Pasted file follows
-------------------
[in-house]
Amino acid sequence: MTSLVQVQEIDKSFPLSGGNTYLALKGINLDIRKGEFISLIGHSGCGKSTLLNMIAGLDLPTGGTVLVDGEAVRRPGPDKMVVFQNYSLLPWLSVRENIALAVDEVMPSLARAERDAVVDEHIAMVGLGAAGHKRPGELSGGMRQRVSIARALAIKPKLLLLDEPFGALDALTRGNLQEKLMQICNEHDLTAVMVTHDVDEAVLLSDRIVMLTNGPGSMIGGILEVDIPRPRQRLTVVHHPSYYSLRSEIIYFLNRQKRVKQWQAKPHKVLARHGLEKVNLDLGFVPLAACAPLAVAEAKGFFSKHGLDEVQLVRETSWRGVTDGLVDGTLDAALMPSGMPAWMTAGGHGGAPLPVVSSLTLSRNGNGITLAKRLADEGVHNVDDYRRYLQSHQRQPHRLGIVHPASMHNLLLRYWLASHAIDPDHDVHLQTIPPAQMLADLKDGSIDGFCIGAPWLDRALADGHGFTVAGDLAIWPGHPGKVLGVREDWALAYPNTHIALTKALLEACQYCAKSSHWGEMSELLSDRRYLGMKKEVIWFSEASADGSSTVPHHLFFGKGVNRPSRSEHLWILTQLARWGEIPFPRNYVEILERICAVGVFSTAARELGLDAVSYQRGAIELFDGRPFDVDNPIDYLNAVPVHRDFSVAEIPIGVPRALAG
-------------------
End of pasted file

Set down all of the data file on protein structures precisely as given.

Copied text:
[in-house]
Amino acid sequence: MTSLVQVQEIDKSFPLSGGNTYLALKGINLDIRKGEFISLIGHSGCGKSTLLNMIAGLDLPTGGTVLVDGEAVRRPGPDKMVVFQNYSLLPWLSVRENIALAVDEVMPSLARAERDAVVDEHIAMVGLGAAGHKRPGELSGGMRQRVSIARALAIKPKLLLLDEPFGALDALTRGNLQEKLMQICNEHDLTAVMVTHDVDEAVLLSDRIVMLTNGPGSMIGGILEVDIPRPRQRLTVVHHPSYYSLRSEIIYFLNRQKRVKQWQAKPHKVLARHGLEKVNLDLGFVPLAACAPLAVAEAKGFFSKHGLDEVQLVRETSWRGVTDGLVDGTLDAALMPSGMPAWMTAGGHGGAPLPVVSSLTLSRNGNGITLAKRLADEGVHNVDDYRRYLQSHQRQPHRLGIVHPASMHNLLLRYWLASHAIDPDHDVHLQTIPPAQMLADLKDGSIDGFCIGAPWLDRALADGHGFTVAGDLAIWPGHPGKVLGVREDWALAYPNTHIALTKALLEACQYCAKSSHWGEMSELLSDRRYLGMKKEVIWFSEASADGSSTVPHHLFFGKGVNRPSRSEHLWILTQLARWGEIPFPRNYVEILERICAVGVFSTAARELGLDAVSYQRGAIELFDGRPFDVDNPIDYLNAVPVHRDFSVAEIPIGVPRALAG